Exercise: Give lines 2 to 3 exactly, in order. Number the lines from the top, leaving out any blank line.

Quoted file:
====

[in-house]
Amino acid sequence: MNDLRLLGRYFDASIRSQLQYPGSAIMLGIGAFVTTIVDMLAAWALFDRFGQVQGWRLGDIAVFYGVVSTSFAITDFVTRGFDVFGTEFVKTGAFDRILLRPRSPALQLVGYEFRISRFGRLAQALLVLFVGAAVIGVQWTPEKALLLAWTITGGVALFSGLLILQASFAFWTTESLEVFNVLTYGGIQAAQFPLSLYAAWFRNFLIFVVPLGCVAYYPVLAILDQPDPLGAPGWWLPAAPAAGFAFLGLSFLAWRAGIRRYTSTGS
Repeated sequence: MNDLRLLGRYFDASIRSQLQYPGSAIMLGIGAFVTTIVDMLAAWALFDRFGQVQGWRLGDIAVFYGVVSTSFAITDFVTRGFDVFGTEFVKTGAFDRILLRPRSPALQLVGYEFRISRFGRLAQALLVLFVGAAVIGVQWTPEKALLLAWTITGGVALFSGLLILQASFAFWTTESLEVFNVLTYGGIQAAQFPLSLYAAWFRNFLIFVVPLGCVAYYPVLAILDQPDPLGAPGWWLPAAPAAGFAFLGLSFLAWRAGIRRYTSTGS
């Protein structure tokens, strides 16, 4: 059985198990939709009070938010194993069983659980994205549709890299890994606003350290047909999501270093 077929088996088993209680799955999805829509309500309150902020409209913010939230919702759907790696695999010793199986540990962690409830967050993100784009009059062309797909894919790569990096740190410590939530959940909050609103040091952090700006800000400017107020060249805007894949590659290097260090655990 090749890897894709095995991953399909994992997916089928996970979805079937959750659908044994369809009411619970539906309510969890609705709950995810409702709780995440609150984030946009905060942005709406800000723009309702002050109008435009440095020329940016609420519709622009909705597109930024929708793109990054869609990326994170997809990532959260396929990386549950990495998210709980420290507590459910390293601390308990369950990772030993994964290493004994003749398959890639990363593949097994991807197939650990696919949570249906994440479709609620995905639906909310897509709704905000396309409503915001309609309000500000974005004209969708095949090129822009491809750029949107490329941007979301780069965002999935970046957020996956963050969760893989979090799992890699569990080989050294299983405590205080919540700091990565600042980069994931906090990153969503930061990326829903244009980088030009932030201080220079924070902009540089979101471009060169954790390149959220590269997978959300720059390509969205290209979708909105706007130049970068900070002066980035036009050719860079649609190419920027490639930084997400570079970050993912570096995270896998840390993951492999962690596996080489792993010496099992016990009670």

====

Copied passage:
Amino acid sequence: MNDLRLLGRYFDASIRSQLQYPGSAIMLGIGAFVTTIVDMLAAWALFDRFGQVQGWRLGDIAVFYGVVSTSFAITDFVTRGFDVFGTEFVKTGAFDRILLRPRSPALQLVGYEFRISRFGRLAQALLVLFVGAAVIGVQWTPEKALLLAWTITGGVALFSGLLILQASFAFWTTESLEVFNVLTYGGIQAAQFPLSLYAAWFRNFLIFVVPLGCVAYYPVLAILDQPDPLGAPGWWLPAAPAAGFAFLGLSFLAWRAGIRRYTSTGS
Repeated sequence: MNDLRLLGRYFDASIRSQLQYPGSAIMLGIGAFVTTIVDMLAAWALFDRFGQVQGWRLGDIAVFYGVVSTSFAITDFVTRGFDVFGTEFVKTGAFDRILLRPRSPALQLVGYEFRISRFGRLAQALLVLFVGAAVIGVQWTPEKALLLAWTITGGVALFSGLLILQASFAFWTTESLEVFNVLTYGGIQAAQFPLSLYAAWFRNFLIFVVPLGCVAYYPVLAILDQPDPLGAPGWWLPAAPAAGFAFLGLSFLAWRAGIRRYTSTGS